The “Jacobs letter”, a 37-page letter to the management of the ride sharing app Uber by former security team member Ric Jacobs detailing many instances of shady or illegal behavior the company has allegedly been involved in, has just had more of its contents released to the public, and the situation seems to be much worse than anyone could have thought.
The Verge reports on the redacted document. In addition to the details released last month, reporting on Uber’s alleged theft of trade secrets and surveillance of competitors, as well as self-destructing messages between employees and deliberate attempted to prevent government regulation from touching the business, it is now being reported that Uber’s supposed actions have gone from merely unsavory to downright criminal.
These details come as a result of the ongoing case between Uber and Waymo, a self-driving car company and subsidiary of Alphabet. In the letter, which is being used as evidence in court, Jacobs claims that Uber via its Strategic Services Group would regularly be “engaged in fraud and theft, and employed third-party vendors to obtain unauthorized data or information,” as well as hack into the computer networks of competitors and destroy evidence that they did so. He also says that Travis Kalanick, then CEO of Uber, knew about all of this.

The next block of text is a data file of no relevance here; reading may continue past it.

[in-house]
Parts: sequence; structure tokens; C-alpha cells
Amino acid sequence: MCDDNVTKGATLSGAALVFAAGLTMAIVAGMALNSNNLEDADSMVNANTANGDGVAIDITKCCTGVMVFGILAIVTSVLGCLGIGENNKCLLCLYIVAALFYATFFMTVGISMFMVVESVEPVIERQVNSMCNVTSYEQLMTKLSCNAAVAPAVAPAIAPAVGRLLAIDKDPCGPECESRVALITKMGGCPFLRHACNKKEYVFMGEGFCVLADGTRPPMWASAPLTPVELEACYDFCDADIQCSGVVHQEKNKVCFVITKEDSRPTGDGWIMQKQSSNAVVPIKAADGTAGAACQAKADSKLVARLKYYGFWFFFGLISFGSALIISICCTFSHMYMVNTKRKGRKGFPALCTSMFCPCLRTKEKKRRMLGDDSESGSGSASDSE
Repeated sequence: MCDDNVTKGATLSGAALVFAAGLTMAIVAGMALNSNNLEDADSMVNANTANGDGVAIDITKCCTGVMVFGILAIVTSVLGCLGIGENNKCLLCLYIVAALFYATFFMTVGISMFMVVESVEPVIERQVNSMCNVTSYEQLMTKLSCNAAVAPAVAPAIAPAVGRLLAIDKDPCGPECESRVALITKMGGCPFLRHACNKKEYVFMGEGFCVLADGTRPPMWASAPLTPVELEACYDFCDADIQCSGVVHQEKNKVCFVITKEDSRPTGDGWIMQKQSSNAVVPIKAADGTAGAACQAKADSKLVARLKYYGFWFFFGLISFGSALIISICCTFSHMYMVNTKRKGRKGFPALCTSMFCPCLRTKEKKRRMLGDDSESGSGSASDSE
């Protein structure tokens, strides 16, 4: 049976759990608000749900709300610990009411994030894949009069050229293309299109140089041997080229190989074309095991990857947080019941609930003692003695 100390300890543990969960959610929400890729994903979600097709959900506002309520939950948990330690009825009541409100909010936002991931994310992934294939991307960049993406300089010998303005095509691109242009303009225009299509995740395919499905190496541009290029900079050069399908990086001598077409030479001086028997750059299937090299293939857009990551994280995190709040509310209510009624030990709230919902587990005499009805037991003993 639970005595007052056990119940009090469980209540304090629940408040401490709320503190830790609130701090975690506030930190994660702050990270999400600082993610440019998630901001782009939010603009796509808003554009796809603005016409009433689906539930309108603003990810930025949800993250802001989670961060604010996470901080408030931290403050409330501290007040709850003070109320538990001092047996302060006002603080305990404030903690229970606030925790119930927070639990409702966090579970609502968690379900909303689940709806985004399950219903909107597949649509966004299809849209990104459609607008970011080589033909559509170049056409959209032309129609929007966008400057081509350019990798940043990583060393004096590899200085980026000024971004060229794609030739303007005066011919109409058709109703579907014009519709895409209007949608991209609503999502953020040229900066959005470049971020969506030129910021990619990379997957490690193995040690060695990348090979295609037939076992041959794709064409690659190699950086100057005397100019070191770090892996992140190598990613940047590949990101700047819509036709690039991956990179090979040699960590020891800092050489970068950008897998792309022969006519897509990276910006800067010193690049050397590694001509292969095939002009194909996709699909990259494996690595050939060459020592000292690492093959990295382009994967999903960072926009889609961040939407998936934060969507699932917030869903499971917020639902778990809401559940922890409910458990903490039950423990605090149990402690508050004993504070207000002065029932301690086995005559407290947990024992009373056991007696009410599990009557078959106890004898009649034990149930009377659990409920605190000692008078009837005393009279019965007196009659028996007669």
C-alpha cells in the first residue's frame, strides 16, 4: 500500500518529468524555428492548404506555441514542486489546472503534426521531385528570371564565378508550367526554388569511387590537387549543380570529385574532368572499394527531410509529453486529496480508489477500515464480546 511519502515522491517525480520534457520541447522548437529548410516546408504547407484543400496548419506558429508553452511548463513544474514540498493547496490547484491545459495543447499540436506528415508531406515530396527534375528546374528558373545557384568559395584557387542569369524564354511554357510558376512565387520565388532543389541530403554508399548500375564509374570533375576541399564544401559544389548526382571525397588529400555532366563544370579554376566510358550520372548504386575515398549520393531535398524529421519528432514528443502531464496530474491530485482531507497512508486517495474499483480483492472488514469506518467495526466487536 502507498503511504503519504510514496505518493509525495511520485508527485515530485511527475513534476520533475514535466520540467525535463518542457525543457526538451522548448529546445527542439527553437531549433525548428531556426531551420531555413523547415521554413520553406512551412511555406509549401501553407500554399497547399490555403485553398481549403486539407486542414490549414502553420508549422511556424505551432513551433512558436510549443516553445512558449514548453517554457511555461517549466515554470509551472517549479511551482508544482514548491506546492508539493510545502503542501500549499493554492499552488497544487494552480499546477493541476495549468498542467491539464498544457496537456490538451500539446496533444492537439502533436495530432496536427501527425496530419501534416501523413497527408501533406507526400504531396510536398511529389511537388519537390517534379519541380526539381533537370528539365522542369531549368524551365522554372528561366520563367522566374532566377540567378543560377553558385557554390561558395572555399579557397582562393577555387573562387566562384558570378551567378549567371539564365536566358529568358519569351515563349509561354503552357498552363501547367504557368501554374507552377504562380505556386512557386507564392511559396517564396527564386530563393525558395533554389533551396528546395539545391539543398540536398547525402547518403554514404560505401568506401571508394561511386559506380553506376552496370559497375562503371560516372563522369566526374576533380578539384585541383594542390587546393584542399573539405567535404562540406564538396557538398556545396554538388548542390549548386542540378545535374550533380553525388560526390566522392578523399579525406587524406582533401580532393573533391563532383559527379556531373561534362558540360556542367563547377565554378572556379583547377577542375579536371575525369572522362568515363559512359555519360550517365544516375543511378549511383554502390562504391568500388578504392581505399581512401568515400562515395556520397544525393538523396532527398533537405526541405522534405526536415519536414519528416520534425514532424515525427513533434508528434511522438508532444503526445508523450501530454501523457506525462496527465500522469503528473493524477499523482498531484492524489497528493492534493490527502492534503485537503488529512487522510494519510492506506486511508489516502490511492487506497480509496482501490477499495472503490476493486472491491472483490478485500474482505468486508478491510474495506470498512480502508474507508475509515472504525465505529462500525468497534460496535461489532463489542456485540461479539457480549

He also says that Nicholas Gicinto, another person who worked for the company alongside SSG, would deliberately impersonator protesters of the company, as well as partner-drivers and taxi operators, using computers not bought by Uber directly and various other means of hiding their identities while doing so. Furthermore, their surveillance extended far beyond just competitors, into, as Jacobs claims, “politicians, regulators, law enforcement, taxi organizations, and labor unions.”
Finally, Jacobs also claims that the company’s Marketplace Analytics team was charged with stealing trade secrets and other information from competitors, which they did by impersonating, drivers and passengers for these other companies while hacking their computer networks and conducting unlawful wiretapping of their phones.
Should these claims turn out to be true, it could spell very dark days ahead for the company and its leadership, past and present. While Uber claims that Jacobs is merely looking for money, Judge William Alsup says this is an unfounded accusation on the company’s part.
While Jacobs has contradicted some parts of his letter, he claims this is only because he was unable to read the exact wording of it before his legal team gave it to Uber. Otherwise, the majority of what is written there is seemingly true. If so, Uber may have a lot to answer for soon.